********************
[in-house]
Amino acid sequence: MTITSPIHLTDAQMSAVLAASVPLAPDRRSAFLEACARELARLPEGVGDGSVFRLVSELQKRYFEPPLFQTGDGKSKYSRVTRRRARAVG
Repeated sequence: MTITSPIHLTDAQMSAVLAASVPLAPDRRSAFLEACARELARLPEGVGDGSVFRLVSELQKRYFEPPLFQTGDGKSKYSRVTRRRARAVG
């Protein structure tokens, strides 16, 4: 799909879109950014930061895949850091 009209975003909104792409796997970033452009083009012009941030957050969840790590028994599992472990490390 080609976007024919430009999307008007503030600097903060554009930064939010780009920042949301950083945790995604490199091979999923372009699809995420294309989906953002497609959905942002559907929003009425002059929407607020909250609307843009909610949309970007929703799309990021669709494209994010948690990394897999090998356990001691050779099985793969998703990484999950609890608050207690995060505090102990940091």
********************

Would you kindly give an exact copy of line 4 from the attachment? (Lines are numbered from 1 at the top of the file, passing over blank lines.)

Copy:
């Protein structure tokens, strides 16, 4: 799909879109950014930061895949850091 009209975003909104792409796997970033452009083009012009941030957050969840790590028994599992472990490390 080609976007024919430009999307008007503030600097903060554009930064939010780009920042949301950083945790995604490199091979999923372009699809995420294309989906953002497609959905942002559907929003009425002059929407607020909250609307843009909610949309970007929703799309990021669709494209994010948690990394897999090998356990001691050779099985793969998703990484999950609890608050207690995060505090102990940091």